When compared to no treatment or placebo, there was a significant reduction in the risk of intragastric pH < 2.5 with antacids (risk ratio (RR) 0.17, 95% confidence interval (CI) 0.09 to 0.32, two studies, 108 women), H2 antagonists (RR 0.09, 95% CI 0.05 to 0.18, two studies, 170 women) and proton pump antagonists (RR 0.26, 95% CI 0.14 to 0.46, one study 80 women). H2 antagonists were associated with a reduced the risk of intragastric pH < 2.5 at intubation when compared with proton pump antagonists (RR 0.39, 95% CI 0.16 to 0.97, one study, 120 women), but compared with antacids the findings were unclear. The combined use of ’antacids plus H2 antagonists’ was associated with a significant reduction in the risk of intragastric pH < 2.5 at intubation when compared with placebo (RR 0.02, 95% CI 0.00 to 0.15, one study, 89 women) or compared with antacids alone (RR 0.12, 95% CI 0.02 to 0.92, one study, 119 women).
Authors’ conclusions
The quality of the evidence was poor, but the findings suggest that the combination of antacids plus H2 antagonists was more effective than no intervention, and superior to antacids alone in preventing low gastric pH. However, none of the studies assessed potential adverse effects or substantive clinical outcomes. These findings are relevant for all women undergoing caesarean section under general anaesthesia.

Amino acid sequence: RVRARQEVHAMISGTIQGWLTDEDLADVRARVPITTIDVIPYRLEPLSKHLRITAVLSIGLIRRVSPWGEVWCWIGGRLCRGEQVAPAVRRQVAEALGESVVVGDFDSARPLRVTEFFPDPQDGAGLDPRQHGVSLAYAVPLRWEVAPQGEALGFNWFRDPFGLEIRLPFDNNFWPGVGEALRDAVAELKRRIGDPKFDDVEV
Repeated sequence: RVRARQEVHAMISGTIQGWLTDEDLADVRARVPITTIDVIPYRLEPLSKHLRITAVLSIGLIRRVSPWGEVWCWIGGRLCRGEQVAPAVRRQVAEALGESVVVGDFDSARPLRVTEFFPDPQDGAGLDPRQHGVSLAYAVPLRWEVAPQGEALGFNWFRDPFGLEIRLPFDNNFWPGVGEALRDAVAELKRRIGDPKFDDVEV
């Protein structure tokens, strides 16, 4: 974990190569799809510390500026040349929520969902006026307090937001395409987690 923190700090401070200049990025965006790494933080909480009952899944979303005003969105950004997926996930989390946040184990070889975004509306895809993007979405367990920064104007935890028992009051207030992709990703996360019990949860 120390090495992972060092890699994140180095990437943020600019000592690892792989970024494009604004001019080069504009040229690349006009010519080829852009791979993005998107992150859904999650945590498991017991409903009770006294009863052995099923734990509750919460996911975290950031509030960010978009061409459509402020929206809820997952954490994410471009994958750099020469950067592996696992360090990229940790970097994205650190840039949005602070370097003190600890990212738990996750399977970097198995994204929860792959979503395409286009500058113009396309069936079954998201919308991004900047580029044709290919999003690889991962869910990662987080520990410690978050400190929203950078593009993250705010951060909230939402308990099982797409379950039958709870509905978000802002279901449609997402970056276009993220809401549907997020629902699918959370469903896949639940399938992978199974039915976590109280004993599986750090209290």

doi:10.1002/14651858.CD004943.pub3
PMCID: PMC4063196  PMID: 20091567
*Cesarean Section; Anesthesia, General [adverse effects]; Anesthesia, Obstetrical [adverse effects]; Antacids [therapeutic use]; Antiemetics [therapeutic use]; Drug Therapy, Combination [methods]; Histamine H2 Antagonists [therapeutic use]; Metoclopramide [therapeutic use]; Pneumonia, Aspiration [*prevention & control]; Proton Pump Inhibitors [therapeutic use]; Randomized Controlled Trials as Topic; Female; Humans; Pregnancy
7.  A Five-year Survey of Caesarean Delivery at a Nigerian Tertiary Hospital 
Background:
The rising global rate in caesarean delivery has been a source of concern to obstetricians worldwide. In spite of remarkable improvement in the safety of anaesthesia and surgical techniques, caesarean section has higher risks of maternal death when compared with normal vaginal delivery. Thus, the current emphasis is to limit the rising rate of caesarean section to as much as possible.
Objective:
To determine the rate of caesarean section, pregnancy out-come, major indications and complications of caesarean section.
Methods:
A five year (January 1st 2005 to December 31st 2009) retrospective analysis of clinical data from the ward admissions and discharge books, patients’ folders and the operating theatre record books at the University of Nigeria Teaching Hospital, Ituku Ozalla, Enugu.
Results: